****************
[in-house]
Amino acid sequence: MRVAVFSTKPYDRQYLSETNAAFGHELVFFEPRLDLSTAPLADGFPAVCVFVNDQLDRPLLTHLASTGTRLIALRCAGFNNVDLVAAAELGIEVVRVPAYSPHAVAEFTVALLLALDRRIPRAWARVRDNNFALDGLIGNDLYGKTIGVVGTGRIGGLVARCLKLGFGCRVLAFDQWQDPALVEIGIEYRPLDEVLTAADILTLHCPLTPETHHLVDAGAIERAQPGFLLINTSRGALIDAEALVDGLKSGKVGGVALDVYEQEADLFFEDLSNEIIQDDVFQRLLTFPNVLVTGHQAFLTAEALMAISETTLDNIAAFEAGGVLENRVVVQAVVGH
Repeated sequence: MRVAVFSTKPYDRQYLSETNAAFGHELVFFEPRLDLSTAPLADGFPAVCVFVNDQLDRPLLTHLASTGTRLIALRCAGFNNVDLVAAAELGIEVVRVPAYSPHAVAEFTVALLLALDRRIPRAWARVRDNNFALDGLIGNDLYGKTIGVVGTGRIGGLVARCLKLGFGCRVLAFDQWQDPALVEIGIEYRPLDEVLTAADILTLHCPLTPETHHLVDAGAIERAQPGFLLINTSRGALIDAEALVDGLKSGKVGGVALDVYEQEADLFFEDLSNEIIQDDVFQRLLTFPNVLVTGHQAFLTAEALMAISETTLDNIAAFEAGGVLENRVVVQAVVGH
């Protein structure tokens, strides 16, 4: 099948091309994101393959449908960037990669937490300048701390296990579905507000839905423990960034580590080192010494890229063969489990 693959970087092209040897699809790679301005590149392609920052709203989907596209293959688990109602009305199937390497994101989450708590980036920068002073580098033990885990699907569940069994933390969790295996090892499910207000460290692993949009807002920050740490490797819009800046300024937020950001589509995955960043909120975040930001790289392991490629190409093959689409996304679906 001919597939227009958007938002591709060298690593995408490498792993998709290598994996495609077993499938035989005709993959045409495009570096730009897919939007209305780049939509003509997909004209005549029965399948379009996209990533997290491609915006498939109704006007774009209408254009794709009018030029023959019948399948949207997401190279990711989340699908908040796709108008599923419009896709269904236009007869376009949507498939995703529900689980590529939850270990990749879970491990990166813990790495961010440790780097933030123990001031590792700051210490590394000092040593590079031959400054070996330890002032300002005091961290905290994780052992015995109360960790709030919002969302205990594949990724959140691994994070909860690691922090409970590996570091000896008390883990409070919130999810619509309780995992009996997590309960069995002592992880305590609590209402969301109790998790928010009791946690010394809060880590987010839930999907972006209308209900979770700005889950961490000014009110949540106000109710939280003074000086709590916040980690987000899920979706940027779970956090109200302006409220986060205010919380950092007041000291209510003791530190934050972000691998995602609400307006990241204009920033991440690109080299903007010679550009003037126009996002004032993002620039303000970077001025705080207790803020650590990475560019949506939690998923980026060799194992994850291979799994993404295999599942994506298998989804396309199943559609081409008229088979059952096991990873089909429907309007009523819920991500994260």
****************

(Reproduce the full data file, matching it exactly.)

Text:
[in-house]
Amino acid sequence: MRVAVFSTKPYDRQYLSETNAAFGHELVFFEPRLDLSTAPLADGFPAVCVFVNDQLDRPLLTHLASTGTRLIALRCAGFNNVDLVAAAELGIEVVRVPAYSPHAVAEFTVALLLALDRRIPRAWARVRDNNFALDGLIGNDLYGKTIGVVGTGRIGGLVARCLKLGFGCRVLAFDQWQDPALVEIGIEYRPLDEVLTAADILTLHCPLTPETHHLVDAGAIERAQPGFLLINTSRGALIDAEALVDGLKSGKVGGVALDVYEQEADLFFEDLSNEIIQDDVFQRLLTFPNVLVTGHQAFLTAEALMAISETTLDNIAAFEAGGVLENRVVVQAVVGH
Repeated sequence: MRVAVFSTKPYDRQYLSETNAAFGHELVFFEPRLDLSTAPLADGFPAVCVFVNDQLDRPLLTHLASTGTRLIALRCAGFNNVDLVAAAELGIEVVRVPAYSPHAVAEFTVALLLALDRRIPRAWARVRDNNFALDGLIGNDLYGKTIGVVGTGRIGGLVARCLKLGFGCRVLAFDQWQDPALVEIGIEYRPLDEVLTAADILTLHCPLTPETHHLVDAGAIERAQPGFLLINTSRGALIDAEALVDGLKSGKVGGVALDVYEQEADLFFEDLSNEIIQDDVFQRLLTFPNVLVTGHQAFLTAEALMAISETTLDNIAAFEAGGVLENRVVVQAVVGH
């Protein structure tokens, strides 16, 4: 099948091309994101393959449908960037990669937490300048701390296990579905507000839905423990960034580590080192010494890229063969489990 693959970087092209040897699809790679301005590149392609920052709203989907596209293959688990109602009305199937390497994101989450708590980036920068002073580098033990885990699907569940069994933390969790295996090892499910207000460290692993949009807002920050740490490797819009800046300024937020950001589509995955960043909120975040930001790289392991490629190409093959689409996304679906 001919597939227009958007938002591709060298690593995408490498792993998709290598994996495609077993499938035989005709993959045409495009570096730009897919939007209305780049939509003509997909004209005549029965399948379009996209990533997290491609915006498939109704006007774009209408254009794709009018030029023959019948399948949207997401190279990711989340699908908040796709108008599923419009896709269904236009007869376009949507498939995703529900689980590529939850270990990749879970491990990166813990790495961010440790780097933030123990001031590792700051210490590394000092040593590079031959400054070996330890002032300002005091961290905290994780052992015995109360960790709030919002969302205990594949990724959140691994994070909860690691922090409970590996570091000896008390883990409070919130999810619509309780995992009996997590309960069995002592992880305590609590209402969301109790998790928010009791946690010394809060880590987010839930999907972006209308209900979770700005889950961490000014009110949540106000109710939280003074000086709590916040980690987000899920979706940027779970956090109200302006409220986060205010919380950092007041000291209510003791530190934050972000691998995602609400307006990241204009920033991440690109080299903007010679550009003037126009996002004032993002620039303000970077001025705080207790803020650590990475560019949506939690998923980026060799194992994850291979799994993404295999599942994506298998989804396309199943559609081409008229088979059952096991990873089909429907309007009523819920991500994260």